By JOY BROWN
With construction season commencing, Findlay City Council on Tuesday agreed to accept state and county funding for some street repaving and curb projects.
Separately, a resident expressed concern about the idea of enhancing existing building codes or creating a property maintenance code.
A total of $747,069 was accepted from the state and Hancock County for four resurfacing projects planned for this year. Those include North Main Street from Bigelow Avenue to Hancock County 99; South Main Street from Woodley Avenue to the southern city limits; West Sandusky Street from Glessner to Western avenues; and Sixth Street from South Main to Park streets, and from Amelia to Blanchard avenues.
The county will pay for Sixth Street paving that extends outside of the corporation limits, city administrators said.
The Ohio Department of Transportation has allocated $592,000 for those projects. Another $148,000 will come from the county’s permissive license fund, and $7,069 from the Hancock County commissioners’ budget.
Mayor Lydia Mihalik said after the meeting she did not know offhand the city’s share of those repaving projects. The city portion will come out of the capital improvements fund.
The city’s 2014 capital improvements plan calls for $1.85 million to be spent on street maintenance and repaving.
The city has not yet released a comprehensive list of streets to be addressed this year. In 2013, it spent more than $1 million to repave about 20 streets.
Also appropriated Tuesday was $162,000 in capital improvement money for curb replacement on East Sandusky and North Main streets.
Curbing and ramp replacements have already begun on a portion of East Sandusky. Resurfacing will come next, which is being done entirely by the state.
Separately, Tom Ross, president of the Findlay Area Apartment Association, urged council members to not pass any legislation that would enhance existing building codes or create a property maintenance code. Those ideas have been contemplated for several years, and the association has spoken out against them.
“We are vehemently opposed to any such legislation,” Ross said, “for one simple reason: we believe you have an enforcement issue, not a legislative issue.”
Ross said enhancement of existing laws would cause distressed properties to be on the market longer, thereby driving down prices and property values.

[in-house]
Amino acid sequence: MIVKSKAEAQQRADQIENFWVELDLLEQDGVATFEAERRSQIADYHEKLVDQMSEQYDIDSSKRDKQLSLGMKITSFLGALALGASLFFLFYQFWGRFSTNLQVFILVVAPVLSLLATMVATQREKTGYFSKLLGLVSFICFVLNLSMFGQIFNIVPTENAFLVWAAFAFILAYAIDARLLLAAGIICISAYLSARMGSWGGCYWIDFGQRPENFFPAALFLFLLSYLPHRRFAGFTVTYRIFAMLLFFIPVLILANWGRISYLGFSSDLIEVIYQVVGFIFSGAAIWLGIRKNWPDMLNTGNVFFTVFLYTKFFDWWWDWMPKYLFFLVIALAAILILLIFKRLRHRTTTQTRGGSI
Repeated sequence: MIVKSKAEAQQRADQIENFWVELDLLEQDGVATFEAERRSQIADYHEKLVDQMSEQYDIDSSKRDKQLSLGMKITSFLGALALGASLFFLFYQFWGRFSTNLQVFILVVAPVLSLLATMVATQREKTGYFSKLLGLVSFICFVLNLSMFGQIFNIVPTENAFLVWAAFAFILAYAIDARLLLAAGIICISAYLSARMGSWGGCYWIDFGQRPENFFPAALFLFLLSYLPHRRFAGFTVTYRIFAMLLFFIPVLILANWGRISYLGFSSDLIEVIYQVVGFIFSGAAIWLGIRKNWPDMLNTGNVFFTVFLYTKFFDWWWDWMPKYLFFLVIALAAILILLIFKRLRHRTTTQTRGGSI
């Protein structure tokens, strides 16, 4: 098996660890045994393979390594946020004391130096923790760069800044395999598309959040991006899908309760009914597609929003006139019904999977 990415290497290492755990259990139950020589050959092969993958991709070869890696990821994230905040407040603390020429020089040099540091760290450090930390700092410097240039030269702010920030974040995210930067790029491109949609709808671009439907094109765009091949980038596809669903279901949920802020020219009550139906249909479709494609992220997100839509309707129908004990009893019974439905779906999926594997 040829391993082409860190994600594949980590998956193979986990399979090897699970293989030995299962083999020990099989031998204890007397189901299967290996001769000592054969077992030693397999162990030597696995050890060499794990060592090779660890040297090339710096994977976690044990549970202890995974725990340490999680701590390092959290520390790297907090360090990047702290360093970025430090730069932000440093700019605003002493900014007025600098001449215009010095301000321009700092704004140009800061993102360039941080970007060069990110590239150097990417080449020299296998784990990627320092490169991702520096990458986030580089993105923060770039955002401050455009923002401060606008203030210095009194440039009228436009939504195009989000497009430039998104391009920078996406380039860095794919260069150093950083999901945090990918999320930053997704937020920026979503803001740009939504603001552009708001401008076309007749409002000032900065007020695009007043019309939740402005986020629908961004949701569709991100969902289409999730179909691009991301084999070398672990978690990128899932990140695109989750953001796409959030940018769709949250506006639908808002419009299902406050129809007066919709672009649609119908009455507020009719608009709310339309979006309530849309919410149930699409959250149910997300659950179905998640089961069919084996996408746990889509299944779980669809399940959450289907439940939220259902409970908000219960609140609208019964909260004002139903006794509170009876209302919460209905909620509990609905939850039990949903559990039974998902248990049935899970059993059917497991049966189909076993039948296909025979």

“Who do you think buys those properties? Landlords and property managers. We risk our capital” to improve them, Ross said.
Ron Monday, 3rd Ward councilman, said he didn’t think Findlay had a residential building code. Law Director Don Rasmussen said the city has never adopted such a code. The state’s commercial building code is on the books, and is enforced via Wood County building inspectors.
Ross disputed that, saying an enforcement division officer from the Ohio Department of Commerce told him that Findlay was subject to “general law” when it comes to building codes.
“We do have a residential building code. We are simply not enforcing it,” Ross said.
Councilman-At-Large Grant Russel requested that Ross submit to council notes from the conversation he had with the state worker.
Separately, Tony Grotrain impressed upon council the need to continue to combat heroin addiction in the community.
Since his grandson died of an overdose in 2009, Grotrain has been a fixture at court hearings and council meetings, where he has monitored the problem and distributed law enforcement and health-related statistics. He also serves on a drug prevention task force, and has traveled to Columbus to speak to state officials and groups.
Fifth Ward Councilman John Harrington said he is interested in finding ways to reduce the heroin problem. He suggested the idea of hiring more undercover police officers.
Mihalik said the Police Department still plans to hire six more officers this year, and said she would discuss the matter with Chief Greg Horne. She suggested council members also speak with organizations that deal with the heroin problem to get their ideas.